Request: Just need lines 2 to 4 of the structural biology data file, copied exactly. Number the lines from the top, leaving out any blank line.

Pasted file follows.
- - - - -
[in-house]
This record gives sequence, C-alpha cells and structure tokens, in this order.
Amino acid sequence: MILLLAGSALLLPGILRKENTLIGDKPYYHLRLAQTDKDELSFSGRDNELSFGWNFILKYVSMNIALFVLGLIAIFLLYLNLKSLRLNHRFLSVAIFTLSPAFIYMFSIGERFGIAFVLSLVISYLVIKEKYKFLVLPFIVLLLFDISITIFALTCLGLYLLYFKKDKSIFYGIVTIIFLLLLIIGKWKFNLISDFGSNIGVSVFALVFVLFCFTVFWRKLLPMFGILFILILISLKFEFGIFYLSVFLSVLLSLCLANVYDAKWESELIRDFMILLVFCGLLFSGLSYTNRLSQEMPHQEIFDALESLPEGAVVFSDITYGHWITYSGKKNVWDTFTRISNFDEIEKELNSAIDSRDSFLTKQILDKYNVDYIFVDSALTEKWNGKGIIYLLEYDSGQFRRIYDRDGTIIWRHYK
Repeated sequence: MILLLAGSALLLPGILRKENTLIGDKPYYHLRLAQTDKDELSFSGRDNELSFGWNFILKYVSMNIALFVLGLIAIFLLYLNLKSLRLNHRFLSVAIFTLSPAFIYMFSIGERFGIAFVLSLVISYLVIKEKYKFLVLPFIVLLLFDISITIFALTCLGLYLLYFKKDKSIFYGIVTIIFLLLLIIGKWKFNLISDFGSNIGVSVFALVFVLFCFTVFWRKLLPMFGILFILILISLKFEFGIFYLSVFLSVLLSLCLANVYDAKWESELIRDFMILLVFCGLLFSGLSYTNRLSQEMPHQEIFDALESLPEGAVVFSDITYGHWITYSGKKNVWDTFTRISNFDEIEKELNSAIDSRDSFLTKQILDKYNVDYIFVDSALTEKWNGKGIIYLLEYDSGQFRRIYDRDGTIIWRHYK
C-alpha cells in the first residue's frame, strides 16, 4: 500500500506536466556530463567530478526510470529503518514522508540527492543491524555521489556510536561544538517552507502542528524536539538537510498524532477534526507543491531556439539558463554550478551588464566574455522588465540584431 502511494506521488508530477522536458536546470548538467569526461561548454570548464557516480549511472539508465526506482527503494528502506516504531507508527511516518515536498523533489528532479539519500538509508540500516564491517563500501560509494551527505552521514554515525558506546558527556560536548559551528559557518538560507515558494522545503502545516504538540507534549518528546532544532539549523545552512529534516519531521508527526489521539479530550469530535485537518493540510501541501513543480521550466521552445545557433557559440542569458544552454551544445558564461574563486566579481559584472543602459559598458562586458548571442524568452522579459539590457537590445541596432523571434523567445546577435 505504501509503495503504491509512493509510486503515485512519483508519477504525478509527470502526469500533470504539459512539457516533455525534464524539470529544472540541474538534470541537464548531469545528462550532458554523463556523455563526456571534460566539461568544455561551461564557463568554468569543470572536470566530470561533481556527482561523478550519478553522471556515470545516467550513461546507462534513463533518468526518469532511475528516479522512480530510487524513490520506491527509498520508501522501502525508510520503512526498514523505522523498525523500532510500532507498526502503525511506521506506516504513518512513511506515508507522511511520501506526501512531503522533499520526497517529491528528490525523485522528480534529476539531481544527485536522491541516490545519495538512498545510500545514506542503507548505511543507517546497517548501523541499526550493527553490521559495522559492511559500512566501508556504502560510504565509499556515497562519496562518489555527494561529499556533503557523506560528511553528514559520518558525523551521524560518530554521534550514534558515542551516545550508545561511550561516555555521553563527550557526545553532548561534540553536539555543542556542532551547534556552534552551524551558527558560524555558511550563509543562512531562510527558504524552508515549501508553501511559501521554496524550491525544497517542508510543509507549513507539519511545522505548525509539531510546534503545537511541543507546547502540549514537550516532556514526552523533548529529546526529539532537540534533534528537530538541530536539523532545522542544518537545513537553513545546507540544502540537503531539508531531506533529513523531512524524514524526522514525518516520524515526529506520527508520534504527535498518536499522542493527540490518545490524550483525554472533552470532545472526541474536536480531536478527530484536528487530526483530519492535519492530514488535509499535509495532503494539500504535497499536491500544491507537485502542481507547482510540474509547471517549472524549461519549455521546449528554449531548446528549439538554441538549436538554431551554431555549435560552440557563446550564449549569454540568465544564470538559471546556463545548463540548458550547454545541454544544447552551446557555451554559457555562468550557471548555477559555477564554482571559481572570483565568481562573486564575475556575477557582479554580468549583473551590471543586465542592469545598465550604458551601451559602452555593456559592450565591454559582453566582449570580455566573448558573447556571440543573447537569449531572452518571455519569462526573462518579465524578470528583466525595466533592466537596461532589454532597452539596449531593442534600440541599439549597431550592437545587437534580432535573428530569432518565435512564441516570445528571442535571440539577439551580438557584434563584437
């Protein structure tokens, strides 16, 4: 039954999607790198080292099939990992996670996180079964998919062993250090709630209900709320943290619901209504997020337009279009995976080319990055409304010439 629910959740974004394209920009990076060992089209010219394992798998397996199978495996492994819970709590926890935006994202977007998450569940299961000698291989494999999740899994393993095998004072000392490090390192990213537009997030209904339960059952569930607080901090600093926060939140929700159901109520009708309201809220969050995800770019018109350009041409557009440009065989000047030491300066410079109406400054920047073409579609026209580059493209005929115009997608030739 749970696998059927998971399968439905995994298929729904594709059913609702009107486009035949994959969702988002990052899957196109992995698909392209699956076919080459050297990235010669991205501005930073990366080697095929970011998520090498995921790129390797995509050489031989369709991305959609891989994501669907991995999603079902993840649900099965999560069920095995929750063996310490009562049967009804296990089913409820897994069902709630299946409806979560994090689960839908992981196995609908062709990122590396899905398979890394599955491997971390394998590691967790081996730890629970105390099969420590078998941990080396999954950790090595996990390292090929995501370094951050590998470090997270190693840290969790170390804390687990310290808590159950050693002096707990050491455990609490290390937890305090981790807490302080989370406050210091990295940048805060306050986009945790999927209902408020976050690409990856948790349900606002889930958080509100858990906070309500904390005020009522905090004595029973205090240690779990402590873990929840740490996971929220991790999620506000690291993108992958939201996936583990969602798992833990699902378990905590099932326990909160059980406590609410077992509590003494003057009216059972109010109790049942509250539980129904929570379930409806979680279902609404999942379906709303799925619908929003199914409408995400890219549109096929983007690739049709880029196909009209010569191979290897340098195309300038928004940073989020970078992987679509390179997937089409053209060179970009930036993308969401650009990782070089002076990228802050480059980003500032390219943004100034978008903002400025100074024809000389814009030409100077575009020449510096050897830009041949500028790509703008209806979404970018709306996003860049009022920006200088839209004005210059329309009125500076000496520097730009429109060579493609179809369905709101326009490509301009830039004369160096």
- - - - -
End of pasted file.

This record gives sequence, C-alpha cells and structure tokens, in this order.
Amino acid sequence: MILLLAGSALLLPGILRKENTLIGDKPYYHLRLAQTDKDELSFSGRDNELSFGWNFILKYVSMNIALFVLGLIAIFLLYLNLKSLRLNHRFLSVAIFTLSPAFIYMFSIGERFGIAFVLSLVISYLVIKEKYKFLVLPFIVLLLFDISITIFALTCLGLYLLYFKKDKSIFYGIVTIIFLLLLIIGKWKFNLISDFGSNIGVSVFALVFVLFCFTVFWRKLLPMFGILFILILISLKFEFGIFYLSVFLSVLLSLCLANVYDAKWESELIRDFMILLVFCGLLFSGLSYTNRLSQEMPHQEIFDALESLPEGAVVFSDITYGHWITYSGKKNVWDTFTRISNFDEIEKELNSAIDSRDSFLTKQILDKYNVDYIFVDSALTEKWNGKGIIYLLEYDSGQFRRIYDRDGTIIWRHYK
Repeated sequence: MILLLAGSALLLPGILRKENTLIGDKPYYHLRLAQTDKDELSFSGRDNELSFGWNFILKYVSMNIALFVLGLIAIFLLYLNLKSLRLNHRFLSVAIFTLSPAFIYMFSIGERFGIAFVLSLVISYLVIKEKYKFLVLPFIVLLLFDISITIFALTCLGLYLLYFKKDKSIFYGIVTIIFLLLLIIGKWKFNLISDFGSNIGVSVFALVFVLFCFTVFWRKLLPMFGILFILILISLKFEFGIFYLSVFLSVLLSLCLANVYDAKWESELIRDFMILLVFCGLLFSGLSYTNRLSQEMPHQEIFDALESLPEGAVVFSDITYGHWITYSGKKNVWDTFTRISNFDEIEKELNSAIDSRDSFLTKQILDKYNVDYIFVDSALTEKWNGKGIIYLLEYDSGQFRRIYDRDGTIIWRHYK